Nor anything "stripping" (nor ruining) of my ph balance.

That is, no regrets.

The drying (a whole process in and of itself) went very well: the towel had just been laundered and was still slightly warm from the dryer.

I then employed my hand cream.

This, too, went very well.

I give it an eight (the hand washing - the whole thing).

It wasn't bad.

I then walked back out of the bathroom and went on with my day.

And, isn't that the point?

Of course, I thought of her.

I always do.

While washing my hands.

The girl from twelve years ago.

(or was it fifteen?)

Don't you think of her, too, when you wash your hands?

If not, I promise you will after reading this post. For the rest of your life, you will.

It's my gift to you.

No. No problem; I mean, you're welcome.

And, here, I'm writing about it now (so ironic).

It's the circle of life, you might say. In real time. Right here. At frankenmonsterblog.

I think of her every time I wash my hands.

And now, so shall you.

This is no fault of her own.

It just turned out that way.

So, here we are.

Now I wonder just what thing I said that is now continually assigned to "me"?

I hope it's not, "get out of my face, jaggoff.."

(though it probably is)


(buck up, princess)

Jun 4, 2009

the sun on my cereal box also rises

There is something I can't understand.

Like a background noise that is always there but I never bother to identify.

Certain things.

Like this valley I always return to in my mind.

There is a memory in there, somewhere.

I've found myself actually searching my mind.

That valley. Yes.

Where again was that valley?

It would only slowly come to the surface. With me comparing actual vistas to this memory (still unidentified by me at the time) and honestly wondering and marveling about the very mysteries of life.

This was not only an authentic valley, but was ideal as a valley.

And not just for its lovely, rolling green terrain.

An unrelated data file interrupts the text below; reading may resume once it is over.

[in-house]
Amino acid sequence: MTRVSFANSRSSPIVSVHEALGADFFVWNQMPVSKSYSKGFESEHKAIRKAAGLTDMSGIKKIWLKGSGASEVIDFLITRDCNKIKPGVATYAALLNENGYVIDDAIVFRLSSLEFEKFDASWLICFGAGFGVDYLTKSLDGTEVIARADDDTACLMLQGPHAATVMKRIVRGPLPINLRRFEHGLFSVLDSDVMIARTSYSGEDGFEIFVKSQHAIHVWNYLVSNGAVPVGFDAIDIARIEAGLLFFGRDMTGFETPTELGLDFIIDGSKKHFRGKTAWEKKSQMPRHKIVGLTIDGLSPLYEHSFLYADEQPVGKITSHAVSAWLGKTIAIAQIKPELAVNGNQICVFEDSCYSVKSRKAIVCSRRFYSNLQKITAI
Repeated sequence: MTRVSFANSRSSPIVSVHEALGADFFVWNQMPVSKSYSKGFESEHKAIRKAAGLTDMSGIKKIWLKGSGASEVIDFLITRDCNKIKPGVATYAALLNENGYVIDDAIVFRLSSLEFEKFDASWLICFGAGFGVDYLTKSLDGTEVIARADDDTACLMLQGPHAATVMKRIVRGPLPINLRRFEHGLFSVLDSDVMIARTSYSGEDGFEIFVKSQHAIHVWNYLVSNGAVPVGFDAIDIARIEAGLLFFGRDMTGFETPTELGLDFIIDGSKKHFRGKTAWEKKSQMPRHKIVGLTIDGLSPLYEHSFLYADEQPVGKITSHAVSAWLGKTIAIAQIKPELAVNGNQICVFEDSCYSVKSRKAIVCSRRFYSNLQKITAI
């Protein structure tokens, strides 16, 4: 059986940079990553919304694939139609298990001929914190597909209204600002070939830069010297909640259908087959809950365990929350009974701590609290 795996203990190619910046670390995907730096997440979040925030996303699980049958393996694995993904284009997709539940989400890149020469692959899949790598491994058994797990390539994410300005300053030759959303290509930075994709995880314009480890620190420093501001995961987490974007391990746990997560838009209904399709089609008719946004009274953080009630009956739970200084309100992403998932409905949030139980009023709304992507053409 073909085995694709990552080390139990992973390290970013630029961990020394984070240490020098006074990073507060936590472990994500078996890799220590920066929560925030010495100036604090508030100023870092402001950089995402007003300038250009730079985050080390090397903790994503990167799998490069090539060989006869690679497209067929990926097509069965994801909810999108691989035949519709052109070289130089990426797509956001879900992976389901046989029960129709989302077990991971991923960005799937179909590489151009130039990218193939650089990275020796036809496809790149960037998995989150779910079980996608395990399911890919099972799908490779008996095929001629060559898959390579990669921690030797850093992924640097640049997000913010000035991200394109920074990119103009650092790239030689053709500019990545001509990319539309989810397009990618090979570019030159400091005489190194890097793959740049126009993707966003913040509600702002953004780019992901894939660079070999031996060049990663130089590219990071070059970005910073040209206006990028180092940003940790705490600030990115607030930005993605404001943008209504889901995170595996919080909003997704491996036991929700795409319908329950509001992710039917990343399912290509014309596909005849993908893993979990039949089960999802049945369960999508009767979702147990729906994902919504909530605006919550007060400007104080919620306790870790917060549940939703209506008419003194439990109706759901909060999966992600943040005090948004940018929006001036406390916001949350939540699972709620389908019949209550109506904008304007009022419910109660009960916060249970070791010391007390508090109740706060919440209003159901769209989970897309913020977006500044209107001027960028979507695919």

No. It was other things, too. Little things.

Like the light.

Was it just me, or wasn't it obvious that the sun had just come up in this valley?

The way the air feels at that time of day. The dew. The sound of birds only emphasizing the odd, early quiet.

The smell of yesterday's rain now washed out by sunlight.

The sun glinting on things in the distance - here and there.

Everything growing.

The sky - yellow and pale, maybe a bit redder at the horizon.

The horizon being quite hilly from where we stand.

It really draws a person into this "valley" (wherever this valley is).

I mean it - it makes me dizzy. The depth, the distance. That weightless feeling. The height versus the sheer expanse.

It's almost like I could fly right into this valley (though, that would be frightening and completely against my will).

Did I mention that the trees in the distance were in silhouette?

It's all right there.

All of it.

On a can of peas.

(if not box of frozen spinach)

Ok. If it's fake, if it has anything to do with advertising, if it's been around since before I was born then:

your commercial is definitely working on me

For example, her.

You know her. The lady on the can of tomato paste?

She with the black hair and the basket of tomatoes.

She never did say very much. She just smiles and laughs.

The landscape on this can is quite lovely, too.

The sky is incredibly blue and crystal clear.

There are no clouds in sight.

What time is it (on this can of tomato paste)?

Late afternoon.

About three-o-clock. Not quite time for a glass of wine.

The tomatoes still needed to be picked, though, and the sauce (o-mi-o-my) hadn't even been started!

but that's ok, everything is ok

Because she, mostly unrivaled by Mona Lisa, has this (mostly unrivaled) tomato paste.

Here, in either Italy or South America (the can doesn't really say).

To be clear, I'm three years old, sitting in a shopping cart in a grocery store in Chicago. And I'm holding a small can of tomato paste.

It is out of sheer boredom and a precocious ability to entertain myself (that will prove useful for the rest of my life) that I'm absolutely mesmerized by this image of a happy woman with dark hair and eyes (that looks just like my mom) to the point of "study".

I ascertain that her smile is genuine.


She likes her life.

Her work.


She likes her red dress.

And me. She likes me.

And, so, this will be the tomato paste that I use for the rest of my life.


It's decided.